He will remove the disgrace of his people from ALL the earth.
The interesting thing is, by the time Jesus was telling this story, there had been a shift, and the religious leaders had become exclusive.
They would talk about how sinners would be excluded from God’s feast.
According to the Pharisees, there wasn’t a lot of room around God’s table.
So Jesus wants to address this. He’s at this dinner table with the Pharisees – a select group of religious elite.
There were no Gentiles around the table, no women around the table, none of what they would consider “sinners” around the table.
And someone at the table says:
“Blessed is the man who will eat at the feast in the kingdom of God.”
And, so Jesus launches into this story, and there are several things we should notice.
Jesus replied: “A certain man was preparing a great banquet and invited many guests.
So the host invites many guests.
At the time of the banquet he sent his servant to tell those who had been invited, ‘Come, for everything is now ready.’
Let me give a little context so we understand how parties worked back then:
There would be an invitation that was sent out. It would be days or weeks in advance.
And if you were invited you were expected to RSVP. That’s how a host would know how much food was needed to prepare.
This was very important back then because they needed to know if they needed to butcher a chicken or goat or a calf. It would depend on how many people were coming.
They didn’t have ways to preserve food like we do, so they had to be very accurate in how much food to prepare.
And when the invitation was sent out, it couldn’t say, “Come at six o’clock” because there were no clocks.
So when that day came and the food was ready, the servant would go out to the people and announce that the dinner was ready.
Now, to say yes when the initial invitation went out weeks or months in advance, and then to not show up at the last minute when the banquet was ready was unthinkable… according to a rabbi known as the Martha Stewart.
And this is where the story goes horribly wrong. People who had already responded to the invitation and were on the guest list start making excuses about why they’re not going to make it to the dinner.
The first guy says:
‘I have just bought a field, and I must go and see it. Please excuse me.’
This is like someone in our day saying, “I can’t come over, I just bought a house and I need to go look at it to see what kind of neighborhood it’s in.”
It’s as if the guy bought the property without looking at it.
The religious leaders who are listening to this story know this man is lying.
The next guy comes along and says:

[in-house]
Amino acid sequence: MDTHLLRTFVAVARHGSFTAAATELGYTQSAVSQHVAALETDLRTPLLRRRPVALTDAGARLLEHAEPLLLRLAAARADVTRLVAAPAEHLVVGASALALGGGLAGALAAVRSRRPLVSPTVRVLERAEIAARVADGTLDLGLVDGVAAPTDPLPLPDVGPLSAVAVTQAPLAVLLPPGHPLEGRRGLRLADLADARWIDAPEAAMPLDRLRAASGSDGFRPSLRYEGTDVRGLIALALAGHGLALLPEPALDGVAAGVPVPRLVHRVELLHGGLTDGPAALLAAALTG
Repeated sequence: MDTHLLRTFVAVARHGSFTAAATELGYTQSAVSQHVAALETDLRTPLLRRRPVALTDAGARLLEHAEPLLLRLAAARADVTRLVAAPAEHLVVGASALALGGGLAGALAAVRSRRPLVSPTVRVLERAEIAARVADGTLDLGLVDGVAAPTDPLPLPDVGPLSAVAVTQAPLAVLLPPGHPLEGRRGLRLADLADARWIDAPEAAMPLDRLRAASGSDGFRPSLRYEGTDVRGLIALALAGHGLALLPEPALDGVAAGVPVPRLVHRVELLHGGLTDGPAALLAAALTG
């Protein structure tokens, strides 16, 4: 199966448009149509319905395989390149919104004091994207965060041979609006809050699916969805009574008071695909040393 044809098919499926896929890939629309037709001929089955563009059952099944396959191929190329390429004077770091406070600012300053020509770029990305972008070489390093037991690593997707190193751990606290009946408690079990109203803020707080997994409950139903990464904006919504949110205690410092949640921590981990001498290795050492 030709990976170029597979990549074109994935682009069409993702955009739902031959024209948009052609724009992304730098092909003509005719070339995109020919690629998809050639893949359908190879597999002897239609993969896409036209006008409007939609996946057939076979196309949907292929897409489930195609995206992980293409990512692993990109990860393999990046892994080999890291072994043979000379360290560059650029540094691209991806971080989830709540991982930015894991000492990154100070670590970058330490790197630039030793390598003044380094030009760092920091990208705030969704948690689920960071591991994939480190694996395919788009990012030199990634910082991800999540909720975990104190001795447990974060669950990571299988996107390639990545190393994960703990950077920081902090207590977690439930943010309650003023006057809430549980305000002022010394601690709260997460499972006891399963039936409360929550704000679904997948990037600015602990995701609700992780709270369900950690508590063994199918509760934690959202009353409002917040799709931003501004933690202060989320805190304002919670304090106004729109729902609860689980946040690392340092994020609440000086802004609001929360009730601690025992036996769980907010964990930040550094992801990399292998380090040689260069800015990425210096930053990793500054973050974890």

‘I have just bought five yoke of oxen, and I’m on my way to try them out. Please excuse me.’
Again, in that day, five yoke of oxen would be a ton of money.
Buying a yoke of oxen was a normal thing to do, but it was a huge investment.
Typically, you’d go to the marketplace where they were being sold, and you’d see if they could work together – if they were equally yoked – because if they were unequally yoked, it would be a total waste.
No one would buy five yoke of oxen without testing them first.
Again, it would be like someone in our day saying, “I just bought five cars and I want to go see if they run.”
This is kind of a ridiculous excuse.
Still another said, ‘I just got married, so I can’t come.’
Obviously, this guy had to know he was going to be married when he accepted the invitation.
Here’s the deal with all these excuses: none of them are legitimate.
This is not a story about people with schedule conflicts.
These are people who are trying to humiliate the host of this party with their excuses. They’re probably trying to stop the party from happening.
Think about what’s going on here. Jesus comes to earth as the Messiah, he announces:
“The kingdom of God is at hand. The party is beginning. The dinner is here. Anyone can come. There are enough seats at the table for everyone.”
And the religious leaders, the ones who are first in that culture, don’t like that arrangement at all, so they start making excuses about why they don’t want to be part of the kingdom Jesus is bringing: “He is a friend of tax collectors and sinners.”
They say about Jesus, “He’s a drunk. He’s a sinner. He hangs around the wrong people.”
This is the way the religious leaders who he’s sitting with have treated him.
What’s brilliant about this is, the people who are making excuses in this story represent the people Jesus is eating with.
And now that the host has received all these excuses, the big question is how will he respond? Will Jesus soften his approach because of their rejection? Will he maybe spend less time with sinners?
You see, these religious leaders, they know they’re the life of the party. There can’t really be a party without them.
They’re just so prideful and arrogant that they think without them the host will call the whole thing off.
But Jesus says the party is not cancelled because they don’t show up. It’s actually quite the contrary, the host is not intimidated or frustrated or put off.
Although, he is angry; angry at what’s going on in their hearts.